The island nation of Malta, located off the coast of Italy in the Mediterranean Sea, has been ruled by a variety of nations over the centuries because of its strategic location in the sea. It was not until 1964 that it received its independence from the United Kingdom. It is one of the world’s smallest countries, but it still has its struggles, especially with hunger in Malta.
In 2015, it was reported that 16.3 percent of the Maltese population was in poverty. Additionally, the percentage of children under 18 and adults over 65 who were victims of poverty were 23.4 and 21 percent respectively. Hunger in Malta is obviously linked to poverty, because these people cannot afford to adequately feed themselves and their families. Many even said they were unable to keep their homes warm enough during the winter.
There are currently 21,000 children at risk of poverty in Malta, most of whom come from large families or single-parent households. In both cases, the household income is below the poverty line and is not enough to feed them or give them a decent upbringing. Children from these families cannot even begin to think about getting an education because their nutritional needs are barely being met.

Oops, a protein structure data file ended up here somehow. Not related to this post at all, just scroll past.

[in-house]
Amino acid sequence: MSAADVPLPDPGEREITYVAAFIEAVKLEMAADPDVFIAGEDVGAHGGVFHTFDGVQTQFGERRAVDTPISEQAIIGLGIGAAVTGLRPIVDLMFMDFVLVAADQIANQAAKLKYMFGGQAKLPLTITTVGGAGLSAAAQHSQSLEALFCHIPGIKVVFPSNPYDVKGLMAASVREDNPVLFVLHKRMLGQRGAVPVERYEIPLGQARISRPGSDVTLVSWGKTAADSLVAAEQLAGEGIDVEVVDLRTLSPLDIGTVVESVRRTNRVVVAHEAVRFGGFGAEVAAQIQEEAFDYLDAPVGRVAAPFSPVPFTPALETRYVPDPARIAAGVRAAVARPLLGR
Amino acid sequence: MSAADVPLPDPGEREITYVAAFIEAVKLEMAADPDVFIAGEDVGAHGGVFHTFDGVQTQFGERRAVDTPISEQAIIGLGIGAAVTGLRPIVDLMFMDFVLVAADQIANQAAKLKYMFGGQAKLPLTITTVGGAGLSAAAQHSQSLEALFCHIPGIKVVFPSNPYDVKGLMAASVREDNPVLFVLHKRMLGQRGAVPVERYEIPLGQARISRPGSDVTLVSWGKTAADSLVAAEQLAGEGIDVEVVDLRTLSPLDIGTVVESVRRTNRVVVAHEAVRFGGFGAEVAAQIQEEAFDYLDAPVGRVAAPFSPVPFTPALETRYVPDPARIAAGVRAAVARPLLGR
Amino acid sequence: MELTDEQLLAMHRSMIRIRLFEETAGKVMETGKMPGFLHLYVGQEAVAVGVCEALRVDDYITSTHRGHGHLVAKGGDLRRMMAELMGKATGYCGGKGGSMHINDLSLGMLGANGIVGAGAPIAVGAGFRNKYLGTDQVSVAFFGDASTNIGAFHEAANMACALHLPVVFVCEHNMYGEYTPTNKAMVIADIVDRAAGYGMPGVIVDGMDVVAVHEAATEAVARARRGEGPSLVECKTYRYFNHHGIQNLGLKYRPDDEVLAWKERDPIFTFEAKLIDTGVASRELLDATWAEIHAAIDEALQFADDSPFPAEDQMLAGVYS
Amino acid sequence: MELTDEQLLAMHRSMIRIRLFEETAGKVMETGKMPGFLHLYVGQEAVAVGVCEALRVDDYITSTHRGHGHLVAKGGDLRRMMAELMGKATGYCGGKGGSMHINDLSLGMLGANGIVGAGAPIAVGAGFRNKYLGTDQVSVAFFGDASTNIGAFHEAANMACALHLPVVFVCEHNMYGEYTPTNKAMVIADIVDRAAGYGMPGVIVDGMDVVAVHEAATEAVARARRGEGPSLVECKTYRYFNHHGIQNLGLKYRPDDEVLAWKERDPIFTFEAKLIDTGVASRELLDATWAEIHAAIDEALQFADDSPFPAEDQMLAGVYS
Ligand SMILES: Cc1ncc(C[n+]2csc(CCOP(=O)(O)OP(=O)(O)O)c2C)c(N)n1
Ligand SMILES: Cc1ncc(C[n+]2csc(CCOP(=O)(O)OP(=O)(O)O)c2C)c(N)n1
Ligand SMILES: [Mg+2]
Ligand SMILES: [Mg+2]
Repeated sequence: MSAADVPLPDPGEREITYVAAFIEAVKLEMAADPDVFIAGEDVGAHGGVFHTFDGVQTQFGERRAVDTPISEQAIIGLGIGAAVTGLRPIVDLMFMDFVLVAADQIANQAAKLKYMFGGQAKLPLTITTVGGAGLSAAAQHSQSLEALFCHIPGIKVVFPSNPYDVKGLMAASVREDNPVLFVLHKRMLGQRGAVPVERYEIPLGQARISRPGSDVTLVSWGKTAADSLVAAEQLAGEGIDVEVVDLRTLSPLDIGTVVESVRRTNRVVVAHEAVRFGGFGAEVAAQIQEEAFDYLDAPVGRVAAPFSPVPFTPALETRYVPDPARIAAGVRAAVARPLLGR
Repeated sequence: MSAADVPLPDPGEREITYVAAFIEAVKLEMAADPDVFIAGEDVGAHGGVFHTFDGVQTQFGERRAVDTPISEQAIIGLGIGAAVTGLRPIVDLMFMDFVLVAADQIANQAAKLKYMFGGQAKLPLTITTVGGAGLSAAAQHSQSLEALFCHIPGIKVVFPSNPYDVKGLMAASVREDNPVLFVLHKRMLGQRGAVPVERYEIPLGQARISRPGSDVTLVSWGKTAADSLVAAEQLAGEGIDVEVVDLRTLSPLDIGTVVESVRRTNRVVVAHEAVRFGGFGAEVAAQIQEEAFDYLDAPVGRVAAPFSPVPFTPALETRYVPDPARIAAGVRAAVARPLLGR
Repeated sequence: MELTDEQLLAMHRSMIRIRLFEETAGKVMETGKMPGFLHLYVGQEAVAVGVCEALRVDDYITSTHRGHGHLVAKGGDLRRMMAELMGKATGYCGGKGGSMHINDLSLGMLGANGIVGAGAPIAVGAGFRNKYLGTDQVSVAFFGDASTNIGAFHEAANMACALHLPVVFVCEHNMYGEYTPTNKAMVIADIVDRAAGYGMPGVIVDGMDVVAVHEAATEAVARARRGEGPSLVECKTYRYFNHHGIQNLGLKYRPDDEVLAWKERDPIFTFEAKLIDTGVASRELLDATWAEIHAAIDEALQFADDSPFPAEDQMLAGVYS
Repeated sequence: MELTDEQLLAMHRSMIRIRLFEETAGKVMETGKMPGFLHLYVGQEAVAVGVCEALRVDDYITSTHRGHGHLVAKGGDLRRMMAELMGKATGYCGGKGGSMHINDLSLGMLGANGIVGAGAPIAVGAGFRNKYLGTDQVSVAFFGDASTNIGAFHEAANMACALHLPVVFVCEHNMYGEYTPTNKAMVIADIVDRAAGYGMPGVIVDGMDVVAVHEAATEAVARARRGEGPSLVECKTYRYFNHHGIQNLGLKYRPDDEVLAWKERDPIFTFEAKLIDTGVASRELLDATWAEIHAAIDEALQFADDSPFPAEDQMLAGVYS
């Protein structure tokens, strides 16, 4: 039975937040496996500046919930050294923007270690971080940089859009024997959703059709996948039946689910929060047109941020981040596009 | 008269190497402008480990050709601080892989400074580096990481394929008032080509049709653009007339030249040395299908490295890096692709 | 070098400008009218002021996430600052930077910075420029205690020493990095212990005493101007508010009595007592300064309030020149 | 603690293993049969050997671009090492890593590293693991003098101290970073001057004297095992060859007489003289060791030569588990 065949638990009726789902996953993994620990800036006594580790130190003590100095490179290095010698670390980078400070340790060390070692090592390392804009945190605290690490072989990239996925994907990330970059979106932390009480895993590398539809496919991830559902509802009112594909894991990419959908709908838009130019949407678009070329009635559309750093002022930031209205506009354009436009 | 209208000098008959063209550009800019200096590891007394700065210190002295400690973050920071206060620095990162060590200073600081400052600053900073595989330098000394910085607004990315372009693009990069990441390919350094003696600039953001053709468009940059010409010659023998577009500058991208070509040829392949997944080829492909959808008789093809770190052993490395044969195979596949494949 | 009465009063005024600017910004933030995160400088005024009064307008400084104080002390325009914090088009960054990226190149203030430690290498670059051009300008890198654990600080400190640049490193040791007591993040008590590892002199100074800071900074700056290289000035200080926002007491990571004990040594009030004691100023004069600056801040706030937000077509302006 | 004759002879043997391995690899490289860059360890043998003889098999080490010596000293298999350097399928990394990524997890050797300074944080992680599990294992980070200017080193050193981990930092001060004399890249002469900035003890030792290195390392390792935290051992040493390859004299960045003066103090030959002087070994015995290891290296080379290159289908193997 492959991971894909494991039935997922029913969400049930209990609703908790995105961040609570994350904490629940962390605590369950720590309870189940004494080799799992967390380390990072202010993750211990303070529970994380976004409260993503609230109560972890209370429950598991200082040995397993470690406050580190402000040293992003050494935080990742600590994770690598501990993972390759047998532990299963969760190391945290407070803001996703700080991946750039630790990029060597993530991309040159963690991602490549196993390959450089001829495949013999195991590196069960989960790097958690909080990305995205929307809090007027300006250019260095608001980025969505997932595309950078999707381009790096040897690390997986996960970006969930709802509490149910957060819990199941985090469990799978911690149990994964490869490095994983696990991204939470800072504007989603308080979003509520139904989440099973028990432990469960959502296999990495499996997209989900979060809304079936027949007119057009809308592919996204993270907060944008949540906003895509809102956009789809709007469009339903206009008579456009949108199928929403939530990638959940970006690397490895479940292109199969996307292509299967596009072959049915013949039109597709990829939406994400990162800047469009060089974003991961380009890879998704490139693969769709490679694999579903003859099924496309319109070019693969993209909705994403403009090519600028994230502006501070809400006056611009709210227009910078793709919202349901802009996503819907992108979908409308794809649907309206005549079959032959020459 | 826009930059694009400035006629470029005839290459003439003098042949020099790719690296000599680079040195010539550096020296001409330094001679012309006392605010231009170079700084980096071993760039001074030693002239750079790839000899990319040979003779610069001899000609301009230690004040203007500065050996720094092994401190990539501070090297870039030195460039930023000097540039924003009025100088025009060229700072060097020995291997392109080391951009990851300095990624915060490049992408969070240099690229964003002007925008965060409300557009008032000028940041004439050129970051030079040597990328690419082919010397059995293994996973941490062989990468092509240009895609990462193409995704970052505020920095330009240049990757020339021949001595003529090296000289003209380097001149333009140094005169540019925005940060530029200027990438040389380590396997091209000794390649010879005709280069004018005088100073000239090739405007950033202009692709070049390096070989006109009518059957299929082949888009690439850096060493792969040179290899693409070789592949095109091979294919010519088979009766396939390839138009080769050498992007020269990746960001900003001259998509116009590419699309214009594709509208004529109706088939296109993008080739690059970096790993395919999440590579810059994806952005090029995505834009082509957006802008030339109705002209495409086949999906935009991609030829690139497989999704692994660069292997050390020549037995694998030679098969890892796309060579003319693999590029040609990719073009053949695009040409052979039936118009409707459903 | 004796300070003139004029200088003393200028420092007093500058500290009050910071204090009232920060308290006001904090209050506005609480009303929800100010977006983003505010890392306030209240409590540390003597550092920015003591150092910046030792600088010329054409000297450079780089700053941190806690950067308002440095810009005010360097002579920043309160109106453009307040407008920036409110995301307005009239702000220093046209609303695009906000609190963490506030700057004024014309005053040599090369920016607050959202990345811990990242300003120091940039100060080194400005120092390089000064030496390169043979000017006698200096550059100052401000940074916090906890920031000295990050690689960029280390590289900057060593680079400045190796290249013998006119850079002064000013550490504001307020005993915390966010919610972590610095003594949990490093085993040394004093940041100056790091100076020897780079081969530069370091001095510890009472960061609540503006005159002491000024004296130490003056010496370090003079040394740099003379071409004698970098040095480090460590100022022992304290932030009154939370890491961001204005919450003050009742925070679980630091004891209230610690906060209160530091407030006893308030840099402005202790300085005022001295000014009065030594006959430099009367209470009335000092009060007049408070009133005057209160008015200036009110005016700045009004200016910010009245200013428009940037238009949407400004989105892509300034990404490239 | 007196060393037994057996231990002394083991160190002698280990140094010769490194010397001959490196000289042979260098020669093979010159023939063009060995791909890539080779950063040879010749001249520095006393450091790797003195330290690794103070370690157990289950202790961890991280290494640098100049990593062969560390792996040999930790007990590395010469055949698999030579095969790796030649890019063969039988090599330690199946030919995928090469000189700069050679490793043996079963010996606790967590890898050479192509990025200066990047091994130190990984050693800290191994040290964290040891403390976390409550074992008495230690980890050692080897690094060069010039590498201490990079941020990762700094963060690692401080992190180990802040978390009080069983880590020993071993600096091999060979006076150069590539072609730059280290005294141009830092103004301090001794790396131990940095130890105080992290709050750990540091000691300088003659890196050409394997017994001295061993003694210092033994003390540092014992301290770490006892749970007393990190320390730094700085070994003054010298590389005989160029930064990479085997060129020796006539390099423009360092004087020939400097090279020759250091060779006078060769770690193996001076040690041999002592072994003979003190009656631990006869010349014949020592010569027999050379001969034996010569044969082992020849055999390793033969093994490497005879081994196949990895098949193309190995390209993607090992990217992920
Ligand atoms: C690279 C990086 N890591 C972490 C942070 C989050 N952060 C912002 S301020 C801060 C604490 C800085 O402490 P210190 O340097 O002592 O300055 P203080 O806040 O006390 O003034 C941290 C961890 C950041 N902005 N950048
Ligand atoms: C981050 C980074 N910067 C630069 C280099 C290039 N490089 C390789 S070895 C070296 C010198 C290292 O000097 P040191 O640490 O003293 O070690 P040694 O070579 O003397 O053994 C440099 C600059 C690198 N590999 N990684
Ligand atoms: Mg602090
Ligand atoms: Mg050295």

While there has been a relatively steady, albeit small, reduction in the rate of hunger and poverty in Malta, under the administration prior to that of Prime Minister Joseph Muscat there was a significant increase. The poverty rate jumped from 20 to 24 percent and food prices were rapidly increasing, making it even more difficult for Maltese people to feed their families. The very slowly growing income rate has not been able to counteract the rapidly rising cost of living in Malta.
While it has been said that Muscat has “no interest” in addressing the challenges of people of low economic status, he at least pledged to increase the minimum wage. While this is not by any means a grand plan for the reduction of poverty and hunger in Malta, it is at least a step in the right direction. Additionally, the previous head of the National Party indicated his hopes for the improvement of conditions for Maltese people in poverty, indicating that the party would do what it could to decrease poverty.
In December 2014, an official plan was set in place for poverty reduction. The plan from the Ministry for the Family and Social Solidarity puts 94 strategic actions in place through 2024.These strategies address poverty from specific angles such as social services, health and environment, culture, income and social benefits, education and employment. However, there are flaws in this plan too, as the ministry says part of the plan is to “empower vulnerable groups to become less welfare dependent.” This does not imply any concrete action, and suggests that Maltese people in poverty can simply “become” wealthier.
There is much to be done in Malta, and hopefully the government will put in place more concrete strategies for lifting their people out of poverty and reducing hunger. Until then, the ten-year plan will have to suffice, and should have some positive impact on people in poverty.
– Liyanga De Silva